Volume 24, Number 17
Reginald J. Smith, Community Development Manager – Bank of Kansas City
Economic Highlights for Week Ending May 4, 2018
MONDAY, April 30th
The pending home sales index crept 0.4% higher in March to a level of 107.6. The gain followed a slight downward revision in the previous month and leaves the overall index down about 3.0% on the year. The index, which tracks signed sales contracts points to continued gains, however muted in existing home sales over the next few months. Potential sales in March were mixed across the census regions with the South and Midwest gaining, while the Northeast and West declined.
Personal income grew at a 0.3% rate in March from February, while consumer spending increased 0.4%. Income and spending growth are solid but remain subdued. A closely watch inflation gauge contained in this data series, the core PCE price deflator rose 0.2% on the month to bring the annual rate to 1.9% in March, up from a rate of 1.6% in February and very close to the Fed’s 2.0% target for inflation.
TUESDAY, May 1st
The CoreLogic Home Price Index rose 7% year over year in March and 1.4% over the previous month. After revisions, the 7% jump is the fastest annual growth rate since spring 2014, and the 1.4% surge was the biggest month-over-month rise since spring 2013.
Motor vehicle sales slipped to an annual pace of 17.2 million units in April from a rate of 17.5 million units in March. Light-truck sales continued to lead the way, having surpassed two-thirds of total new-vehicle sales for the second consecutive month. Fleet sales are also robust, as they are so far outpacing last year’s volume.
WEDNESDAY, May 2nd
Slow and steady remains the Federal Open Market Committee’s strategy. It kept the target range for the fed funds rate unchanged at 1.5% to 1.75% today. There were some changes to the statement but nothing that alters expectations that the Fed will raise rates three more times this year, in June, September and December. The statement noted that inflation is expected to run near the FOMC’s symmetric 2% objective over the medium-term. Use of “symmetric” is key, as the central bank will not panic if inflation modestly overshoots its 2% objective temporarily. The description of the risks didn’t change in May; they were described as roughly balanced.
THURSDAY, May 3rd
Jobless claims rose 2k to 211k for the week ending April 28. This is the second straight week initial claims for unemployment insurance have been extremely low. The level of claims remains near a 49-year low and will likely be unsustainable in the long run. For now, the level of claims is consistent with strong demand for labor and a very slow pace of layoffs.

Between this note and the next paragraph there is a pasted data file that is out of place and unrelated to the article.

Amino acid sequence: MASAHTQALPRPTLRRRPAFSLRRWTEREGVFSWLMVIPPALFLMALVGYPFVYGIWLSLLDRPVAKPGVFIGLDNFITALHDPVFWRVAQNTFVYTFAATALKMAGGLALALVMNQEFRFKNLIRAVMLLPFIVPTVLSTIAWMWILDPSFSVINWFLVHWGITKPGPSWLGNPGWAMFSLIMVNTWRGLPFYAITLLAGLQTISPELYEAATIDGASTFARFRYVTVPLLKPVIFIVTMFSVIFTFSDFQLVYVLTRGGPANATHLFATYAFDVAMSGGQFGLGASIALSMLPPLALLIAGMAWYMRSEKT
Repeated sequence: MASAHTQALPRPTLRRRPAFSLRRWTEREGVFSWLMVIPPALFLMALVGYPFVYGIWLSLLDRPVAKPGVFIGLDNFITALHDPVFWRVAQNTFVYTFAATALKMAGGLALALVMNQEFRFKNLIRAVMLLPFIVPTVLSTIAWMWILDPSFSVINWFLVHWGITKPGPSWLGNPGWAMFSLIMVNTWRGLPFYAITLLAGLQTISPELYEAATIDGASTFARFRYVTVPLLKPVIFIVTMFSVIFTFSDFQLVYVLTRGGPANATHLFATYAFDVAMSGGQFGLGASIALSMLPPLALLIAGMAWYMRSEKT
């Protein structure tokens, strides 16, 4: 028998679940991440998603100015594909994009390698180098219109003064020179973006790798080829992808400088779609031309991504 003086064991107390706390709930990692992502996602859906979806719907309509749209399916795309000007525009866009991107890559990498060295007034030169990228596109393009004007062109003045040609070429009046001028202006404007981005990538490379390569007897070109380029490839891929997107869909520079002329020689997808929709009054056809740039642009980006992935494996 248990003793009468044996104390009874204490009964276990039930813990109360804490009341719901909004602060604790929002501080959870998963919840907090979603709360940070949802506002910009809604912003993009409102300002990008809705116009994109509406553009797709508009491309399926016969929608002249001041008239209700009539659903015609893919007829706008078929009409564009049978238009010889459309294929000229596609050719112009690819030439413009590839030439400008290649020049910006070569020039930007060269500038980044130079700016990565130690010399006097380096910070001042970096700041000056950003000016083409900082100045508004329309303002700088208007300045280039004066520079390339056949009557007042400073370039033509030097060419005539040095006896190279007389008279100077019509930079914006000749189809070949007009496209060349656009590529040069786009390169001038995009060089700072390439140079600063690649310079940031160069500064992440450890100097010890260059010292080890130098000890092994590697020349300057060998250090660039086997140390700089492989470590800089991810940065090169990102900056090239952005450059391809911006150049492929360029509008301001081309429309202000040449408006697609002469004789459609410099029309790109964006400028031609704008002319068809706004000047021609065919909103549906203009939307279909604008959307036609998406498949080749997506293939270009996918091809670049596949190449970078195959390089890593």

The international trade deficit for goods and services narrowed by $8.8 billion in March to $49.0 billion. The decline was in line with expectations and will reduce some of trade’s drag on first quarter GDP growth. A $7.5 billion drop in the goods deficit was responsible for the bulk of the improvement, while a $1.3 billion increase in the services surplus also contributed.
FRIDAY, May 4th
The economy added 164k new payrolls to the rosters in April a bit below expectations however, upward revisions in the previous two months resulted in a net gain of 30k more new jobs which helped offset the weakness. Jobs were created in manufacturing, up by a solid 24k, construction up 17k, mining up 8k, with a sizable 54k gain in professional business services. Average hourly earnings rose just 0.1% on the month while the average workweek remained unchanged at 34.5 hours. There may not be pressure to raise wages just yet but given the solid pace of job growth and the dwindling labor force, wages may start rising soon. The number of unemployed continued to fall which lowered the unemployment rate to 3.9% from 4.1% previously.
Stock Market Close for the Week
A Week Ago
WEEK IN ADVANCE
After a week of mostly housing market related data, reports in the coming week wrap up the sector for the month. Watch for new home sales and pending home sales, both on next week’s calendar. Key Interest Rates Latest 6 Mos Ago 1 Yr Ago Sources: IBC’ s Money Fund Report; Bank Rate Monitor; Federal Home Loan Bank of San Francisco
Key Interest Rates
6 Mos Ago
1 Yr Ago
Sources: IBC’ s Money Fund Report; Bank Rate Monitor; Federal Home Loan Bank of San Francisco